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Explore Paris Through Its Covered Passages: A Journey Back in Time

Did you know Paris is home to several kilometers of covered galleries dating back to the 19th century? The Parisian covered passages are nostalgic spots with a very picturesque atmosphere and one of my favourite places to hang out in the heart of Paris.

Paris’ hidden galleries, mostly nestled between the bustling Grands Boulevards and Palais Royal, offer a glimpse into the past, transporting us back to the 19th century. Originating as early as the 1800s, these passages were built to offer sheltered walkways for the budding bourgeoisie, featuring glass roofs, mosaic floors, and an array of shops, theatres, and eateries.

Galerie Vivienne - entrance
Entrance of Galerie Vivienne – Rue des Petits-Champs

Today, they remain a testament to Parisian architecture and commerce during the Belle Époque and captivate visitors with their unique historical charm. Here’s a tour of the Parisian Passages, and some of their shops and cafés I really enjoy (I talk about them in all the Paris guidebooks I wrote!)

Parisian Passages: Why so alluring?

The Parisian passages were born out of a need for comfortable shopping environments during the 19th century. Inspired by the Palais Royal’s covered galleries, which were introduced by Duc d’Orléans, these passages combined commercial spaces on the ground with residences above – this is sometimes still visible today, with most passages still being private ways. These architectural marvels quickly became the blueprint for modern retail spaces, offering protection from the unpredictable Parisian weather.

Passage Choiseul
Passage Choiseul

Why do these passages fascinate us? Beyond their architectural elegance, they embody a unique blend of interior and exterior elements, featuring expansive glass roofs that let the sunlight in while shielding visitors from rain. They offer a poetic ambiance, often evoking the writings of writers of the time. Walter Benjamin even dedicated an essay to these architectural curiosities, in Passagenwerk, which discusses these arcades as symbols of modernity and the promise of progress in 19th-century Paris, but also predicted the flaws of society due to modernity at the start of the 20th century.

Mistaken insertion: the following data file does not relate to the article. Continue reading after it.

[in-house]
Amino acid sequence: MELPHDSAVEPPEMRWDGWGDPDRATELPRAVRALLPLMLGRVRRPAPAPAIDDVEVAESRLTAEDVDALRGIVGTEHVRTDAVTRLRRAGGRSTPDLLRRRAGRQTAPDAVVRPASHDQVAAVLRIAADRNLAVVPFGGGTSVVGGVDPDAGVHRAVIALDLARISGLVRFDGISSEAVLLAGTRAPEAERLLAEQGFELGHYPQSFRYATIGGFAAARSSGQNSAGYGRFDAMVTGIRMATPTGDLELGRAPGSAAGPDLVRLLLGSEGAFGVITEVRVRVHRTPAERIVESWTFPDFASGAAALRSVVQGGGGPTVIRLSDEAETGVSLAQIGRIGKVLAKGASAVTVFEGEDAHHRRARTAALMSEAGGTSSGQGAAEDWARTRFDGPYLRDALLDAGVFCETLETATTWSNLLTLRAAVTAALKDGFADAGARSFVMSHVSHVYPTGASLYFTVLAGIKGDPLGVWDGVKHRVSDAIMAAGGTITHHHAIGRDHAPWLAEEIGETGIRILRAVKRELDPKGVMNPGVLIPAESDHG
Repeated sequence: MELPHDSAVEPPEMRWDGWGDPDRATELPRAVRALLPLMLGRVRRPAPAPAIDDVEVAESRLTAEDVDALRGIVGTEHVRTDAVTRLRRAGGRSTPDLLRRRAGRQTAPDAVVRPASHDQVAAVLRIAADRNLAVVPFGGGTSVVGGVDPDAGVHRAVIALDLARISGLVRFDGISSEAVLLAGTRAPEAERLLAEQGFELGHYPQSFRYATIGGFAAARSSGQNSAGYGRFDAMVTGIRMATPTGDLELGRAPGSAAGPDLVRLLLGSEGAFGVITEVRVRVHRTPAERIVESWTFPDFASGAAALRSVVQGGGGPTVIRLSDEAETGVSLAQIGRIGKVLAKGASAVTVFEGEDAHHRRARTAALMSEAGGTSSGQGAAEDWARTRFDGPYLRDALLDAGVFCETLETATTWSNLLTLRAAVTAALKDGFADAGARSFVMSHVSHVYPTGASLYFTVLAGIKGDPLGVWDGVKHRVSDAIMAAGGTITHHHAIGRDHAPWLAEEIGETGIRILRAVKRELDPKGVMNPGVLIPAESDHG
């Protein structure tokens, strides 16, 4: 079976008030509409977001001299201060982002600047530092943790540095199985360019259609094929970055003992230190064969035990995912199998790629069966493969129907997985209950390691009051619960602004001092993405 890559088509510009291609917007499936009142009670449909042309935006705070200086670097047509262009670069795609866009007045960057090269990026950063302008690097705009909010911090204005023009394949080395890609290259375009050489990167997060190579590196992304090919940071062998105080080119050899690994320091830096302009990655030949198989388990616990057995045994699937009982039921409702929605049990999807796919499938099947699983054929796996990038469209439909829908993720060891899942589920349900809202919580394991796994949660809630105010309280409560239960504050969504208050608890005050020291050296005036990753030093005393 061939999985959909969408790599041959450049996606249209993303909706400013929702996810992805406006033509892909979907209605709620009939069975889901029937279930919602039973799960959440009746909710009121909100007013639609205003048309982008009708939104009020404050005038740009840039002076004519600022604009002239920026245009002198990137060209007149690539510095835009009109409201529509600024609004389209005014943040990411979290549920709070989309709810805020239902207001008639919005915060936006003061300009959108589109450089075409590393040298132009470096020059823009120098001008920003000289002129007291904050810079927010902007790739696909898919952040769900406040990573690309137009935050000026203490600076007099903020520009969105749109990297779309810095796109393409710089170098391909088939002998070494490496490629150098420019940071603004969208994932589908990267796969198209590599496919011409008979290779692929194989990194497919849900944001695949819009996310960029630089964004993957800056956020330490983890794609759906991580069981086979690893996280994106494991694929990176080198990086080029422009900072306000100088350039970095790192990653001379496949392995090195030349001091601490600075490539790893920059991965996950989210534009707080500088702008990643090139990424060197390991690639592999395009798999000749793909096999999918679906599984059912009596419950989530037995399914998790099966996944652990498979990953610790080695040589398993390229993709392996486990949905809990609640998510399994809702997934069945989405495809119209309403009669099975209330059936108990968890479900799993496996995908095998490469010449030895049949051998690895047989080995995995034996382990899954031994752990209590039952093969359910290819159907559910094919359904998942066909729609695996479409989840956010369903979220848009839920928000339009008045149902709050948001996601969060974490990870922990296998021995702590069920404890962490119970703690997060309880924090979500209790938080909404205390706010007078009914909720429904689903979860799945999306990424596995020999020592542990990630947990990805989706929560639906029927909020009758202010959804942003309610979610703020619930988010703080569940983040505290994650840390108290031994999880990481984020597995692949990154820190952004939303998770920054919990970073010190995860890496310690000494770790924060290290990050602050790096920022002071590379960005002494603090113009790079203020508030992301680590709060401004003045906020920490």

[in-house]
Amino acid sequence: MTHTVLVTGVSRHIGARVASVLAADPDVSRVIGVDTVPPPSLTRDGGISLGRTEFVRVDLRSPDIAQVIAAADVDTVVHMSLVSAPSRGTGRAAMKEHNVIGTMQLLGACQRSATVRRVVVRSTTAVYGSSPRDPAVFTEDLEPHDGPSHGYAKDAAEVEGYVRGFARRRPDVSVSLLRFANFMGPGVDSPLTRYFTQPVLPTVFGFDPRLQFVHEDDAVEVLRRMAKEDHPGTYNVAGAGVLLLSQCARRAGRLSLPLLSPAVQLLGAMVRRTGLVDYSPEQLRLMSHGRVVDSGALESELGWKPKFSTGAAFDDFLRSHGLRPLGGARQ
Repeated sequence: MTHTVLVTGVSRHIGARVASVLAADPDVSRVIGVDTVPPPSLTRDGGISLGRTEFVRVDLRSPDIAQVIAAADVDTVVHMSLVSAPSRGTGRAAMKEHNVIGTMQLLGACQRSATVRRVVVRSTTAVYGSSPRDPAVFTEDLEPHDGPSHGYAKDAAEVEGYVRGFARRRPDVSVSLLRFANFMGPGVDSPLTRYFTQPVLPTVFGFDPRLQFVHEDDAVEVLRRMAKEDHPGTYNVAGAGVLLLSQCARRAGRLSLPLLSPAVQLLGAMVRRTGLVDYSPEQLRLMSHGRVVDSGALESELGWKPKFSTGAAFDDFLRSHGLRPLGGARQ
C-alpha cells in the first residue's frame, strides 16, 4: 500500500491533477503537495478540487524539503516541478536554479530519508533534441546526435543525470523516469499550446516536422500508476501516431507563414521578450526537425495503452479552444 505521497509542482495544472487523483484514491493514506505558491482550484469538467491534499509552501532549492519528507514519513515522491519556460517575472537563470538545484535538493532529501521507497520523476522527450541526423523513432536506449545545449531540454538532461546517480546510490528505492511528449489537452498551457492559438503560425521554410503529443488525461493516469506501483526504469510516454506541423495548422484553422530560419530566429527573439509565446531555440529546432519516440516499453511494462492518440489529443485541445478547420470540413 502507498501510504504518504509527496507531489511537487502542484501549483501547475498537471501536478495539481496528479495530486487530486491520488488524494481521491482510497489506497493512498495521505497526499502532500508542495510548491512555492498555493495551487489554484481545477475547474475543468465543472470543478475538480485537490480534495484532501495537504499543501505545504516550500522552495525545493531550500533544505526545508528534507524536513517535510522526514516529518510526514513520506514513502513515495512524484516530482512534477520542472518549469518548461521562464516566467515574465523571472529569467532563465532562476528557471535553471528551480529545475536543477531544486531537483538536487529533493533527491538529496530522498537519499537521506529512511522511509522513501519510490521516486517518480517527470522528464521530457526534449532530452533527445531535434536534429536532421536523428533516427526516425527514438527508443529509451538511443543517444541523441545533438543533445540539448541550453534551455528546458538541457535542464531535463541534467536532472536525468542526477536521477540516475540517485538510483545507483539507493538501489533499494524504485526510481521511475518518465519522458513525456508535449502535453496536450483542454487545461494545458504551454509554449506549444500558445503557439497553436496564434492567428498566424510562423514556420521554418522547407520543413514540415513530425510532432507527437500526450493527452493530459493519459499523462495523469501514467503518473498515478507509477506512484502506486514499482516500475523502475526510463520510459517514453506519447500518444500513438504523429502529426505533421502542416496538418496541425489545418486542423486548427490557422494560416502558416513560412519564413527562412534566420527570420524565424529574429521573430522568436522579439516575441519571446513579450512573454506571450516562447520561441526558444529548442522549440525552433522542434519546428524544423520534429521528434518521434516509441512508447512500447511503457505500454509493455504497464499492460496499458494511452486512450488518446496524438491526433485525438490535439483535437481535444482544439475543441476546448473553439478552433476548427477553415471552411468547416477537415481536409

A Tour Through Paris’ Most Iconic Passages

The passages are primarily clustered in three main sectors: around the Grands Boulevards, near Palais Royal and Rue Montorgueil, with additional noteworthy passages scattered north of the Sentier area, but we’ll talk about them in another article.

Passage des Panoramas & the Grands Boulevards – Historical Parisian Charm

Passage des Panoramas

The darkest and narrowest, yet the oldest of the 17 Parisian passages remaining, it’s a favorite for its vintage shop signs hanging from the ceiling, making it the ultimate picturesque spot in Paris. To me, this passage has retained the most charm compared to the rest of them. A testament to the history of the passage is the window of Caffé Stern, a café located in the former premises of Stern Graveur, the royal engraver. The window with the stuffed winged wolf are listed as historical heritage.

Window of Caffé Stern - Passage des Panoramas
Window of Caffé Stern – Passage des Panoramas

The passage focuses on rare collectibles such as old stamps but also offers a wide range of restaurants and eateries, from specialty coffee to Indian restaurants. I particularly like to stop at Culottée Café for a coffee or breakfast, and Club Cochon for charcuterie-based apéritive.

🚪 Entrances: 11-13, boulevard Montmartre – 151, rue Montmartre (Paris II)
🕰️ Opening times: Every day 6:00-00:00

Passage des Panoramas
Old shop signs hanging in Passage des Panoramas

Passage Jouffroy

Modern yet flamboyantly traditional, this passage is the first in Paris to be built entirely with a metal structure and a glass roof. It features a notable “Cabinet de curiosités” and a variety of shops including the Librairie du Passage, a treasure trove for collectors of old books and posters. For contemporary and quirky souvenirs, visit Paris est toujours Paris.

Librairie du passage - Passage Jouffroy
Librairie du passage – Passage Jouffroy

Coffee enthusiasts should not miss Loutsa, an ideal spot for a refreshing break. Additionally, you can combine your visit with a trip to the adjacent Musée Grévin, where you can explore the world of wax figures – an outing children generally love.